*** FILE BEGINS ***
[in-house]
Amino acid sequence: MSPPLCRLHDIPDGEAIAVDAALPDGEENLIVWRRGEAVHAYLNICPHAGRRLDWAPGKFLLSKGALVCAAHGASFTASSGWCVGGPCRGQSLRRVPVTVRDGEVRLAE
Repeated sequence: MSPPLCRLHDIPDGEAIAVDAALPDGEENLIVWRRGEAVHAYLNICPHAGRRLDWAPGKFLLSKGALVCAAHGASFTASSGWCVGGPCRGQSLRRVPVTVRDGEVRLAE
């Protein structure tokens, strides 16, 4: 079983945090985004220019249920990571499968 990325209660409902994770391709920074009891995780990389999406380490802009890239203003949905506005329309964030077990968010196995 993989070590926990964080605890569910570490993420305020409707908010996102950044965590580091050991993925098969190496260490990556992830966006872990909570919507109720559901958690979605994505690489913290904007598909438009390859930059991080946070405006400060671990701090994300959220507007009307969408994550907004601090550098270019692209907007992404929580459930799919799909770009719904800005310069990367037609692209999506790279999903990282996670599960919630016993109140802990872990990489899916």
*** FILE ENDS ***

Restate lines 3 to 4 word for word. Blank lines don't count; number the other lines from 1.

Repeated sequence: MSPPLCRLHDIPDGEAIAVDAALPDGEENLIVWRRGEAVHAYLNICPHAGRRLDWAPGKFLLSKGALVCAAHGASFTASSGWCVGGPCRGQSLRRVPVTVRDGEVRLAE
């Protein structure tokens, strides 16, 4: 079983945090985004220019249920990571499968 990325209660409902994770391709920074009891995780990389999406380490802009890239203003949905506005329309964030077990968010196995 993989070590926990964080605890569910570490993420305020409707908010996102950044965590580091050991993925098969190496260490990556992830966006872990909570919507109720559901958690979605994505690489913290904007598909438009390859930059991080946070405006400060671990701090994300959220507007009307969408994550907004601090550098270019692209907007992404929580459930799919799909770009719904800005310069990367037609692209999506790279999903990282996670599960919630016993109140802990872990990489899916």